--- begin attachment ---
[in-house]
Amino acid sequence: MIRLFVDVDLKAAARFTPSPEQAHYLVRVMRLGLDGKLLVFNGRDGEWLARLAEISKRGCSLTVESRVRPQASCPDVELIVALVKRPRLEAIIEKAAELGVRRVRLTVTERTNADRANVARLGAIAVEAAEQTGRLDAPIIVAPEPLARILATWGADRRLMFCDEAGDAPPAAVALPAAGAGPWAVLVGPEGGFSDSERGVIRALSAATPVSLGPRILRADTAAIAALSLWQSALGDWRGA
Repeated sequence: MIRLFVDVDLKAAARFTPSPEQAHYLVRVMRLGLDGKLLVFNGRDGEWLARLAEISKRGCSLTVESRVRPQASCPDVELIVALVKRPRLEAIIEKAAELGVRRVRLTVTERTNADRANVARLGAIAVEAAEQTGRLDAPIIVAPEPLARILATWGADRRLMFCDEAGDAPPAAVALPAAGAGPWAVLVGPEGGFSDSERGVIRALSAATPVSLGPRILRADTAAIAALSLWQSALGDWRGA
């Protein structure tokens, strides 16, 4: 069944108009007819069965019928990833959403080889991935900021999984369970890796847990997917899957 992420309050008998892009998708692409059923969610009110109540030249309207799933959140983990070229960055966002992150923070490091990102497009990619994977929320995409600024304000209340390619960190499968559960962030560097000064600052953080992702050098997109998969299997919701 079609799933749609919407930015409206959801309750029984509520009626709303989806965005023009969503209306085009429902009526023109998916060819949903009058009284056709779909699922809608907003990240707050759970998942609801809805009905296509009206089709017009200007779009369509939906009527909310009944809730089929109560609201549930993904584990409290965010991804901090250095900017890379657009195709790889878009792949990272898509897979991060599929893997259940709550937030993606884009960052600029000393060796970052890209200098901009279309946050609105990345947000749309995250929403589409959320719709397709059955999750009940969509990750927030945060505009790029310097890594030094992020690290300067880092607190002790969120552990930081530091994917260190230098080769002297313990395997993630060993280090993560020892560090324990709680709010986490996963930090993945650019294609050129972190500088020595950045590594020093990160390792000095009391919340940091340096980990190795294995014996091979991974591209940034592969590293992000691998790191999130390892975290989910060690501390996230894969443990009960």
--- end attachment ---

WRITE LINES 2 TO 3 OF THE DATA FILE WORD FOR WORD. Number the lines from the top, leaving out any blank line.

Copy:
Amino acid sequence: MIRLFVDVDLKAAARFTPSPEQAHYLVRVMRLGLDGKLLVFNGRDGEWLARLAEISKRGCSLTVESRVRPQASCPDVELIVALVKRPRLEAIIEKAAELGVRRVRLTVTERTNADRANVARLGAIAVEAAEQTGRLDAPIIVAPEPLARILATWGADRRLMFCDEAGDAPPAAVALPAAGAGPWAVLVGPEGGFSDSERGVIRALSAATPVSLGPRILRADTAAIAALSLWQSALGDWRGA
Repeated sequence: MIRLFVDVDLKAAARFTPSPEQAHYLVRVMRLGLDGKLLVFNGRDGEWLARLAEISKRGCSLTVESRVRPQASCPDVELIVALVKRPRLEAIIEKAAELGVRRVRLTVTERTNADRANVARLGAIAVEAAEQTGRLDAPIIVAPEPLARILATWGADRRLMFCDEAGDAPPAAVALPAAGAGPWAVLVGPEGGFSDSERGVIRALSAATPVSLGPRILRADTAAIAALSLWQSALGDWRGA